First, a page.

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Veteran Profile: James (Midnight) Anderson

Jimmy Anderson in jean jacket, jeans, and brown cowboy hat standing by a river. (Fort St. John North Peace Museum/2018.012.001)

James (Midnight) Anderson

Service: Canada

Jim was born in Milden, Saskatchewan, on March 13, 1926, and moved with his family to the Peace Country when he was three, spending time in Baldonnel before moving to Pink Mountain where his dad ran the Beaton River Lodge. He claimed to have a Grade 12 education because he repeated Grade 6.

Jimmy enlisted in the army on November 4, 1944, in Calgary. He had hoped to become a paratrooper and volunteered for the Pacific Theatre. He was discharged on April 3, 1946.  

He met and married Mona in 1946 and they had three children, Jamie, Carolyn and Marilyn. He pursued his lifelong dream in 1956 when he took flight training and became a bush pilot. He became a noted bush pilot delivering mail and supplies to all who needed them. Jimmy took on other adventures such as stone sheep hunts and search and rescue when needed. He was always glad of the Alaska Highway as he said it was the longest runway and he often used it in emergencies, even if that was a coffee break or something else wet. 

From Mile 147, he ran his own game and guiding outfit, and used his flying skills to transport hunters in and out of camp. He was nicknamed “Midnight” as he liked to fly by the glow of the Northern Lights and the midnight moon. He maintained that he never had crashes just “uncontrolled landings,” reportedly 16 times. He walked out of the bush many times.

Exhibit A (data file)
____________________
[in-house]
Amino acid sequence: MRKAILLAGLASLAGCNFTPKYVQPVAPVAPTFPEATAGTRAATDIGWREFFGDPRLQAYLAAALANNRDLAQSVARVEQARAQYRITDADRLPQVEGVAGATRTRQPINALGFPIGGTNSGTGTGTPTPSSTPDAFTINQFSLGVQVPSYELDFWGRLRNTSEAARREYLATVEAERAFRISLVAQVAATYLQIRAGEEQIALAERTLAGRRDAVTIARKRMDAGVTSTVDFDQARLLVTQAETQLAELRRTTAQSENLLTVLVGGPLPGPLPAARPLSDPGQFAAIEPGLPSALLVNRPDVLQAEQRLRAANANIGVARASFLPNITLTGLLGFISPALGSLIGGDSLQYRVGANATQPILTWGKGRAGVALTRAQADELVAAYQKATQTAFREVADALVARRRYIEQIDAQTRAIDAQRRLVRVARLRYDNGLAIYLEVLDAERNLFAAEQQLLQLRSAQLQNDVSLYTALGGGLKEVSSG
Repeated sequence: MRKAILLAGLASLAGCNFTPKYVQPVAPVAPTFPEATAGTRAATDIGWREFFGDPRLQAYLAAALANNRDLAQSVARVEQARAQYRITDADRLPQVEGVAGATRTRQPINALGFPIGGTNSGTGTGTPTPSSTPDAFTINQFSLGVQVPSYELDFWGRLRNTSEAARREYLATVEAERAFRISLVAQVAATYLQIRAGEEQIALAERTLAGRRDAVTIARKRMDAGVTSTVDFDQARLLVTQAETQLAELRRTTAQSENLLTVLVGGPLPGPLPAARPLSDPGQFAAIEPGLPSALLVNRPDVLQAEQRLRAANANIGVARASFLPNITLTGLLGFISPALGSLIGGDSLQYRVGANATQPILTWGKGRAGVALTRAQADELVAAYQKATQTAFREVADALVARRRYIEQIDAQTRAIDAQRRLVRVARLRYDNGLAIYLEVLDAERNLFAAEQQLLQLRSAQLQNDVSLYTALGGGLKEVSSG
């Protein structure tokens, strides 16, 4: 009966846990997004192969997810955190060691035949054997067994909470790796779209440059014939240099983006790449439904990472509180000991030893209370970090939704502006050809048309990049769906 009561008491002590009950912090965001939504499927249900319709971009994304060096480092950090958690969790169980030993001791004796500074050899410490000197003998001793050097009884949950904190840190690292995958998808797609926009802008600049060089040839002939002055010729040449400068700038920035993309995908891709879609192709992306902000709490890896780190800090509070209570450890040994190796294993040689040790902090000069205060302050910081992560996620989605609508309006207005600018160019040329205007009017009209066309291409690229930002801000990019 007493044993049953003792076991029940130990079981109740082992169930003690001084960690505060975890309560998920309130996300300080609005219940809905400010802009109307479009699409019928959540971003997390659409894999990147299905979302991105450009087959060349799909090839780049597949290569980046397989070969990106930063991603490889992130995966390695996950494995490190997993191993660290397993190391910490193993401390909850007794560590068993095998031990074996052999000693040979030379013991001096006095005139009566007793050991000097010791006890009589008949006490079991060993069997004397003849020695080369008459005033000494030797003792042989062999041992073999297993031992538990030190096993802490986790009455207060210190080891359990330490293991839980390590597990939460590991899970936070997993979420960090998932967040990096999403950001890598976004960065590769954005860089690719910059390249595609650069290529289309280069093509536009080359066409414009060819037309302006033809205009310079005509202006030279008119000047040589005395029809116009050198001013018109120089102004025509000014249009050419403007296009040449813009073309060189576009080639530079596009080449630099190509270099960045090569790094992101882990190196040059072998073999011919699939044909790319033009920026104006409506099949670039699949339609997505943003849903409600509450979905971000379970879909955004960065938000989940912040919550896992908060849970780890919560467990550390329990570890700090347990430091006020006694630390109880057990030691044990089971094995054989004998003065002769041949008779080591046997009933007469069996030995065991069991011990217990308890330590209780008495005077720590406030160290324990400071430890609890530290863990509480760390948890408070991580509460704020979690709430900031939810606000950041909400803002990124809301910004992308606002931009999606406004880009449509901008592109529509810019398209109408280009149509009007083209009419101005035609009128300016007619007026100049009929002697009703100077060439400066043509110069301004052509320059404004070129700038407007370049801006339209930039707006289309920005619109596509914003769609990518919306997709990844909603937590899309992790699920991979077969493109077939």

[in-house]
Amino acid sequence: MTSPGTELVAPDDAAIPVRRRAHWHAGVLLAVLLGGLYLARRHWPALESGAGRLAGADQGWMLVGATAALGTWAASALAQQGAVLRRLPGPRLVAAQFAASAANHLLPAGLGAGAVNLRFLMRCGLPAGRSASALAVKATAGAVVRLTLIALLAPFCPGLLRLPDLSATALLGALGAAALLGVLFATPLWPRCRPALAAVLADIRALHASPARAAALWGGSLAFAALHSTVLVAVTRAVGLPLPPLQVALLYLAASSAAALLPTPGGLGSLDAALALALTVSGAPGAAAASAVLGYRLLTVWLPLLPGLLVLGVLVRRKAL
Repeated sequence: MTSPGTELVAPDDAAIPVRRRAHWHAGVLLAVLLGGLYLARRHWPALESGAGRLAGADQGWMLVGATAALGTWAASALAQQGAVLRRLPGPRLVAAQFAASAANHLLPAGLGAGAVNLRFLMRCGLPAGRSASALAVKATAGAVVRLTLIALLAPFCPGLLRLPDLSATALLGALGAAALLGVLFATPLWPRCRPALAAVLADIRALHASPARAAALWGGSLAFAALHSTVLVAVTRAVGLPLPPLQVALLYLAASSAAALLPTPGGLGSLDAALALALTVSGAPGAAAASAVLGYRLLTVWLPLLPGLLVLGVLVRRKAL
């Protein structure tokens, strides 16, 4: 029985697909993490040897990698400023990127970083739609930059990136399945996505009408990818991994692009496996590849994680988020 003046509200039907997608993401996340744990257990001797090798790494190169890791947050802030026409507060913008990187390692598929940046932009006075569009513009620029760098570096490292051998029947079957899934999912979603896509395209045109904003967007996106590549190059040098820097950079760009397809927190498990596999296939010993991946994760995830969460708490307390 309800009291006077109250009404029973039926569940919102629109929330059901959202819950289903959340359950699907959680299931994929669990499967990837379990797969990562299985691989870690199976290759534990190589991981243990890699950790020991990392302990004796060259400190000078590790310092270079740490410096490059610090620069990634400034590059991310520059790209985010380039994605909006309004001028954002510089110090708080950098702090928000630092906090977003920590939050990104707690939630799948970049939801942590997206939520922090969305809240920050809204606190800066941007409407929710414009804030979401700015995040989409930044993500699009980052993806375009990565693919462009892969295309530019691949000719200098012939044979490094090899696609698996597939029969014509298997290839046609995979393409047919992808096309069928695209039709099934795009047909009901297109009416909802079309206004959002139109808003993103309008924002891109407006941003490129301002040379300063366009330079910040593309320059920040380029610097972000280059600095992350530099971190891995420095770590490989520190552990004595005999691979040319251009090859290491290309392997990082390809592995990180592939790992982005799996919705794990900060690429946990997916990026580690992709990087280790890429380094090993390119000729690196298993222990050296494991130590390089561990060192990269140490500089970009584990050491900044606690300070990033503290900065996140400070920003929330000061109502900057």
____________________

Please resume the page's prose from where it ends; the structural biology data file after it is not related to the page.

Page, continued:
Jimmy took over Anderson’s Store and Café and the Pink Mountain General Store. Later he co-owned Outlaw Pilot and Hotshot. He was an artist too, wood burning pictures with a blow torch, and even burned down the house once doing a project.

Jimmy died in the Fort St. John Hospital on January 22, 2008.

The following was compiled by North Peace historian Lana-Gay Elliott, who has been working over the last 30 years to preserve the history of World War veterans from the Peace, as well as soldiers who later came to pioneer this country. She has compiled hundreds of stories with the help of families, obituaries, the Fort St. John North Peace Museum, and pioneer history books. We republish this story with great honour and respect so that We Always Remember and so that We Never Forget. Email Managing Editor Matt Preprost at